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Report of Maj. Edwin Moore, Twenty-first Missouri Infantry
HEADQUARTERS 21st MO. INFANTRY VOLS.
LIEUT. R. REES,
SIR: I have the honor to report the part taken by the 21st Mo. Vol. Infantry Regiment in the Battle of Corinth, Miss., on Friday and Saturday, the 3d and 4th day of October, 1862. After Col. Moore, commanding the regiment, was carried off the field, I assumed the command. The men were going back from their original position. With the assistance of the line officers I succeeded in rallying the men, who went boldly forward to the front and drove the enemy from the position that we occupied at the commencement of the engagement. As soon as the position was gained fighting became desperate, our lines being distant from those of the enemy less than fifty paces. The command held this ground until the force upon our right, consisting of artillery and infantry, had given away and was in full retreat. About this time the enemy was flanking us on our left and dense columns of infantry pressed us on our front. I ordered the regiment to retire. In doing so some of our men got scattered. We succeeded again in rallying the men, and formed on the flanks of a line being formed by Brig. Gen. McArthur, to construct a temporary breastwork of logs, and did so; but before completing the same we were ordered to a position on the extreme left in the vicinity of the seminary. We were engaged with the enemy while in this position. About 2:30 P.M. I was ordered to proceed to Battery C and report to Brig. Gen. McArthur. Having three companies of skirmishers in the rear, under his direction we scoured the woods but found no enemy excepting a few stragglers. We then took the south bridge road in the direction of Mr. Alexander's, the rebel cavalry fleeing before our advance. We succeeded in capturing a great number of prisoners, from one of whom I learned the rebel hospitals were i the vicinity. It was now dark. I pushed forward and took possession of all property and persons. A great many prisoners were taken that night and early next morning trying to escape thru the lines. The total number captured, including the wounded, amounted to nearly 900 officers and men. We alson captured 460 muskets, 400 cartridge boxes and a quantity of belts, etc. Under the instructions of Brig. Gen. McArthur I remained at the hospitals with the command until Sunday about noon, when Col. Moore took command of the regiment. Our loss during the engagement is one killed, seventeen wounded and six prisoners. I mention with satisfaction the behavior of the line officers. They used every exertion to keep their men together and remained with them during the engagement, thereby setting a good example to the men to do their duty. During the action a great many of our guns wre useless; after firing fifteen or twenty rounds of ammunition it was impossible to load them.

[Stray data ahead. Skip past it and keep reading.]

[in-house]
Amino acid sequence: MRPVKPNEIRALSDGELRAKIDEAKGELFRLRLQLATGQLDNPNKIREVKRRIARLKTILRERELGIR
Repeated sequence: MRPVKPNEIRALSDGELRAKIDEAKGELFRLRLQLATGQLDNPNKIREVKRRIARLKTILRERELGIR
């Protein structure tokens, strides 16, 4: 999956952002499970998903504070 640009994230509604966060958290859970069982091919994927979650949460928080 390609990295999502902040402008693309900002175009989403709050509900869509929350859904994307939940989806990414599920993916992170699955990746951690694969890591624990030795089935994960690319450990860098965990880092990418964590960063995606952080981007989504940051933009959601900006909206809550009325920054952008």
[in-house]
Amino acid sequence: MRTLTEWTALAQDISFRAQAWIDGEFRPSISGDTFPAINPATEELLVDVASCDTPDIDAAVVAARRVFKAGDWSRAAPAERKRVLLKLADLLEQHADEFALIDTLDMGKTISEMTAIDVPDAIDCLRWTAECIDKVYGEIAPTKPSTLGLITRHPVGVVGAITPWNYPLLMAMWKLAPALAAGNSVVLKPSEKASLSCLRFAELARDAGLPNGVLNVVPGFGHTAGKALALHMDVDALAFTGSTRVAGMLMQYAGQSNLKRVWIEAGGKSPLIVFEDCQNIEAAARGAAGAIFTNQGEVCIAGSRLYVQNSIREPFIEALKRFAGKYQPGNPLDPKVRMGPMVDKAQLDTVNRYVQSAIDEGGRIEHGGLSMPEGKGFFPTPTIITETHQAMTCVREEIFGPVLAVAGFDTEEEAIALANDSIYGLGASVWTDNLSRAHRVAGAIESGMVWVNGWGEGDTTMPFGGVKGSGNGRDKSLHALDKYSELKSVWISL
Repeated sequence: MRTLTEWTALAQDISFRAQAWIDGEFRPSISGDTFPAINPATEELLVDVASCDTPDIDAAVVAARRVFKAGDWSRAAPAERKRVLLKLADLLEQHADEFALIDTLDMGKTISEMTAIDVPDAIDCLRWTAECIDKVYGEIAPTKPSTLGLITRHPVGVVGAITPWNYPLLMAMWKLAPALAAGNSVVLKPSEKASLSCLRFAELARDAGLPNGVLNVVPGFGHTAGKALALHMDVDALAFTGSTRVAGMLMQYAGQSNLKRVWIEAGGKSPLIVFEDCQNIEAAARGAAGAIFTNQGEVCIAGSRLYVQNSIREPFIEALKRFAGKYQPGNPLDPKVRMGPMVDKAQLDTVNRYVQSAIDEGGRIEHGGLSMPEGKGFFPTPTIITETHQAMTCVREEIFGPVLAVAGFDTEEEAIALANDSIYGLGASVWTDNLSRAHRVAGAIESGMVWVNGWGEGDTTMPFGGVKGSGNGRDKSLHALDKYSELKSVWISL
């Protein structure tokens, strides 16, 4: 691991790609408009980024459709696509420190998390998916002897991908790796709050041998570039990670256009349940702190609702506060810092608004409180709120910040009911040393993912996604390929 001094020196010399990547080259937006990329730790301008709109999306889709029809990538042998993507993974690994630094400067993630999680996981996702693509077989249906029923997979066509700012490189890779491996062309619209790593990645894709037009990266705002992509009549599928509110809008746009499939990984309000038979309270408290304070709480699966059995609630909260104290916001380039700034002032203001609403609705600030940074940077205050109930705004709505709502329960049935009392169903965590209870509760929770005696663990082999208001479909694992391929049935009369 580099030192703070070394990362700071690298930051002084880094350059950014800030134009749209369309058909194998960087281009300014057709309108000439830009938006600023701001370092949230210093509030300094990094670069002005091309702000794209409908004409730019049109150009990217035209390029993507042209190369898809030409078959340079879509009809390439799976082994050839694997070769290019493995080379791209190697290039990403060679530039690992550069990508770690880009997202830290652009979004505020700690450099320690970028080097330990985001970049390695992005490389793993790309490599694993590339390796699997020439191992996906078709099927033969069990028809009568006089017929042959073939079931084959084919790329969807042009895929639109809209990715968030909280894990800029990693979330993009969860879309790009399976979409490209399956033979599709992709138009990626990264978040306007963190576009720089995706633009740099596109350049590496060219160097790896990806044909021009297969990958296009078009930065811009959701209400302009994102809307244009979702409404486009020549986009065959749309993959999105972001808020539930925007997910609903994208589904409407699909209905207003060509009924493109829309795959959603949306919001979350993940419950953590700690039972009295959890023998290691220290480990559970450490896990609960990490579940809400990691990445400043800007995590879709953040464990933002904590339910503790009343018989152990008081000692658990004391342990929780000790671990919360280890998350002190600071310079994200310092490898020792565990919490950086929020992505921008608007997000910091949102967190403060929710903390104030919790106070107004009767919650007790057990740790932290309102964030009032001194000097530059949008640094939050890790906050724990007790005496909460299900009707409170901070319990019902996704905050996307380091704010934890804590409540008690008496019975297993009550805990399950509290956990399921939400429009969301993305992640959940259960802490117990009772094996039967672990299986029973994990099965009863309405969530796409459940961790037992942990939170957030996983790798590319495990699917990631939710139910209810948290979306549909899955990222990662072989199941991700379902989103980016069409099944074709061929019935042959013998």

I have the honor to be,
The War of the Rebellion: A Compilation of the Official Records of the Union and Confederate Armies Series I, Volume 17 (part 1) page 347 NO. 92
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